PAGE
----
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Commencement Weekend

Michael Gillespie '00
Remarks at the Alumni Legacy Breakfast
Commencement morning, May 21, 2000

Whan that Aprill, with his shoures soote
The droghte of March hath perced to the roote
And bathed every veyne in swich licour,
Of which vertu engendred is the flour. . .


When April with its rains came down
And soothed the soil - that March parched ground
And bathed every vine in such liquor,
Of which virtue engendered is the flower. . .

Well, Chaucer got everything right except that it is now May that we get our reprieve.

Chaucer wrote these lines about the journey of a motley band of pilgrims, on their motley pilgrimage to Canterbury to see and be blessed by the relics of the martyr, Thomas à Beckett. And though he delivered these lines in a distant place and in a distant time - there are striking similarities to today.

Chaucer was, of course, delivering his famous Tales as an oral presentation - much like this presentation; and Chaucer was presenting to a resplendent court of nobles - just as I receive this honor of addressing this noble entourage.

Please ignore the fact that Chaucer was creating fictions - because I assure you that everything I say is the truth - including my version of how my fellow graduates are going to depart from Davidson on their lusty pilgrimage and quickly conquer the world.

I will only refer to one bawdy fabliaux - that of last night's delicious festival of Bacchaus. It left many of us reveling and reeling in our last night of the Davidson College experience. On behalf of all soon-to-be-graduates, I thank the parents for providing this event.

Thanks to the other people who have made the Davidson College experience valuable. The presidents - Kuykendall and Vagt. The deans; Tom Shandley, who has been a mentor and a friend. A personal thanks to the English department and its various personalities. Thanks to the library, the computer lab, every other faculty member who makes the Davidson education dynamic by turning information into knowledge. Thanks to hundreds of books; many, many lectures; and, on that note, thanks to coffee, no doze, and hallmates who realize what is due tomorrow. And I dare not mention this institution, without invoking the assistance of the Almighty and merciful God.

But you should note that I have left out the most important group. I have mentioned the players, but here are the pilgrims - The great student body. For them, I thank you - the parents.

Thank you for letting me spend four wonderful years with such an endearing group of people. I had never been impressed before I joined this college community. I had never been challenged until I came to Davidson and was forced to match their minds. I had not been inspired till I sat among them - and let me tell you, that I have never been proud as I am to stand among them today - and graduate - to the status of faithful, supportive, and paying alumni.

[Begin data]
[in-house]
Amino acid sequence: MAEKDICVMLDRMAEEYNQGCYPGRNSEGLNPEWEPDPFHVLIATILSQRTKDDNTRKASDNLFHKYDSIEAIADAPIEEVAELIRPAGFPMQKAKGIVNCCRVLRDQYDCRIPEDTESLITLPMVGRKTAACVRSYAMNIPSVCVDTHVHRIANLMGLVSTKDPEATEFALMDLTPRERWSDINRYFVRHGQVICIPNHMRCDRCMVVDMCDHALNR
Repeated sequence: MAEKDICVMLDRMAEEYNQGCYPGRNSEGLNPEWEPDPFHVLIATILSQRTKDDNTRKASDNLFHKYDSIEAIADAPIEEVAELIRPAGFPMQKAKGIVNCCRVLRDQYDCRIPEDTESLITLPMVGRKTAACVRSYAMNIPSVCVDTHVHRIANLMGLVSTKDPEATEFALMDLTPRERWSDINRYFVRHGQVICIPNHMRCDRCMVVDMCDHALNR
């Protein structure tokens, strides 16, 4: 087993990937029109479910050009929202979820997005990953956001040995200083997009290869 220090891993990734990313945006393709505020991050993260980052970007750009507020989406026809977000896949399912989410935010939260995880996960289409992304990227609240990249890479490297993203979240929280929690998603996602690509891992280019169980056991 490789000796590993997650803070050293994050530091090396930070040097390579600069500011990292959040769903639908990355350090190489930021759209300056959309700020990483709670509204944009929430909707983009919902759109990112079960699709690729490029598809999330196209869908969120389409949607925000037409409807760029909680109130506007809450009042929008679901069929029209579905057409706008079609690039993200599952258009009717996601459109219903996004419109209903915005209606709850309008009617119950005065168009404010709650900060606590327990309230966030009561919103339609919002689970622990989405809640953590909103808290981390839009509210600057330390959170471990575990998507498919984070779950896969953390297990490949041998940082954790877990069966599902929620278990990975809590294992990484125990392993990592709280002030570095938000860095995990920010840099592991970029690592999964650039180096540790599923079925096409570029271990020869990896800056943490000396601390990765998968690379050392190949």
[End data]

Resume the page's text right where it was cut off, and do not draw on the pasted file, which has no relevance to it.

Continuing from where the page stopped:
My fellow graduates let me congratulate you on your accomplishment. Let me say, You Are Davidson. Cherish where you come from. And cherish the time you have done in achieving this status. I have seen you in the brutal servitude of scholarship and the brilliance of mastery. You have no betters as far as I can see.

That being said, I have been marked this morning with the task of issuing you a challenge. So now I step forward to throw down the glove.

But to understand my challenge, you've got to understand me.

I come from the beach. And for me, living at the beach means waking up everyday to the By-God-most glorious sunrise you can imagine. A progression of colors that cannot be captured on film. And an ocean so calm and inviting that it emphasizes the horizon as your natural destination.

Now, I have a friend who has a deep love for running in these early mornings. And this friend, he is fast. Long legs, a tireless sprint, he has all the benfits that nature could present him with. But this friend, he has this thing he does, when he's running, he points his fingers like this - and when I asked him why, he shrugged, then he said that it helped him run faster, because it made him focus on the point just ahead.

This sounded like a fine idea to me, because I've always had a feeling that I was attention deficient, and I NEED things to focus me on the task at hand.

But as I stand before you today, I ask you not to look only to the task at hand. Yes, I ask you to feel each step you take, and relish the pure sensual release of the moment. And remember the things that you have seen and the good and the bad things that make for a truly empathetic lifetime.

But I want you to run with your fingers to the future. I want you to live with that glorious dawn in front of you, reaching with each fragile moment for the horizon that shows you the colorful prospects of what can be.

Because, I know you.

You are each too special to let this slip by. I am being deprived of the pleasure and honor of staying on the same campus and watching you aspire and gain. So I want you to do it out there.

And then I want you to come back and show me.

A pilgrim voyage is half for themselves and half others. A story is half for its author and half for the readers whom it prods to follow and grow. I ask you do only what you are capable of, and I will accept no excuses.

In closing, I am a fallible man. But I am Davidson. But that which is Davidson in me, will continue to push me forward, climb higher, and grasp for the very top. As you continue your pilgrimage - to that final airy destination - let Davidson exist as the source and a legacy to your success.

I thank you, and my best wishes to everyone.

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